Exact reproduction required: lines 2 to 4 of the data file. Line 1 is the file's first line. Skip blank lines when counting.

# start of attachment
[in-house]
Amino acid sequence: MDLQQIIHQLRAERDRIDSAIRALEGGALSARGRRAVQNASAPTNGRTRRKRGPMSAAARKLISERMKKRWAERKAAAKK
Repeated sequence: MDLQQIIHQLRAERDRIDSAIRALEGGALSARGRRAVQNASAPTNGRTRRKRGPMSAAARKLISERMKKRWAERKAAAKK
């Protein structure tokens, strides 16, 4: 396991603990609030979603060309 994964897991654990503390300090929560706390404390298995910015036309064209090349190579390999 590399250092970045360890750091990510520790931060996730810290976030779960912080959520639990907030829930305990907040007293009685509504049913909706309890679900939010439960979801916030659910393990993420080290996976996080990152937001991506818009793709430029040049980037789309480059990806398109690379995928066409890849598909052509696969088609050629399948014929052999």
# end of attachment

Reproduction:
Amino acid sequence: MDLQQIIHQLRAERDRIDSAIRALEGGALSARGRRAVQNASAPTNGRTRRKRGPMSAAARKLISERMKKRWAERKAAAKK
Repeated sequence: MDLQQIIHQLRAERDRIDSAIRALEGGALSARGRRAVQNASAPTNGRTRRKRGPMSAAARKLISERMKKRWAERKAAAKK
């Protein structure tokens, strides 16, 4: 396991603990609030979603060309 994964897991654990503390300090929560706390404390298995910015036309064209090349190579390999 590399250092970045360890750091990510520790931060996730810290976030779960912080959520639990907030829930305990907040007293009685509504049913909706309890679900939010439960979801916030659910393990993420080290996976996080990152937001991506818009793709430029040049980037789309480059990806398109690379995928066409890849598909052509696969088609050629399948014929052999």